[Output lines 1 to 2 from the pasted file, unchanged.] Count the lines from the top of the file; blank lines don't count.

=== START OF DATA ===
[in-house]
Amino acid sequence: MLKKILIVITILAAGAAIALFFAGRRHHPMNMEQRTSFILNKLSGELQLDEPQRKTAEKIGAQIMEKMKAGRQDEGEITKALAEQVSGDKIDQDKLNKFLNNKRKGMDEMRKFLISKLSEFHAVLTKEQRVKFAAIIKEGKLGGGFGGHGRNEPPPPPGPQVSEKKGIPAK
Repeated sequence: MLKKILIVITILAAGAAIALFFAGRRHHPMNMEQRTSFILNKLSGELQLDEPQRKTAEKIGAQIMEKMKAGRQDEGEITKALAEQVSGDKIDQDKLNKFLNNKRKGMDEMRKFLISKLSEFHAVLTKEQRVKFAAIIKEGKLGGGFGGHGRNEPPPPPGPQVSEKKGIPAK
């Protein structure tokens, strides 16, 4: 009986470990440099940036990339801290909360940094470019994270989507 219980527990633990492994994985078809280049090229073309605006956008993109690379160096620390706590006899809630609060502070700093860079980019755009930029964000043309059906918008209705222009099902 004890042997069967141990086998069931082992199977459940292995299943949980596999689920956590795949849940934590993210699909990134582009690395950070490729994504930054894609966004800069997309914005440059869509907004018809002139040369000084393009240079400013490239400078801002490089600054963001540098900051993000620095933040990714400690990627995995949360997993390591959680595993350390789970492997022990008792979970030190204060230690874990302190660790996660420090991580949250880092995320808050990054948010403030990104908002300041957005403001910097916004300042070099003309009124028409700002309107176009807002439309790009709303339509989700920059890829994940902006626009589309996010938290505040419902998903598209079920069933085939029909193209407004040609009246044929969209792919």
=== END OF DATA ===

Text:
[in-house]
Amino acid sequence: MLKKILIVITILAAGAAIALFFAGRRHHPMNMEQRTSFILNKLSGELQLDEPQRKTAEKIGAQIMEKMKAGRQDEGEITKALAEQVSGDKIDQDKLNKFLNNKRKGMDEMRKFLISKLSEFHAVLTKEQRVKFAAIIKEGKLGGGFGGHGRNEPPPPPGPQVSEKKGIPAK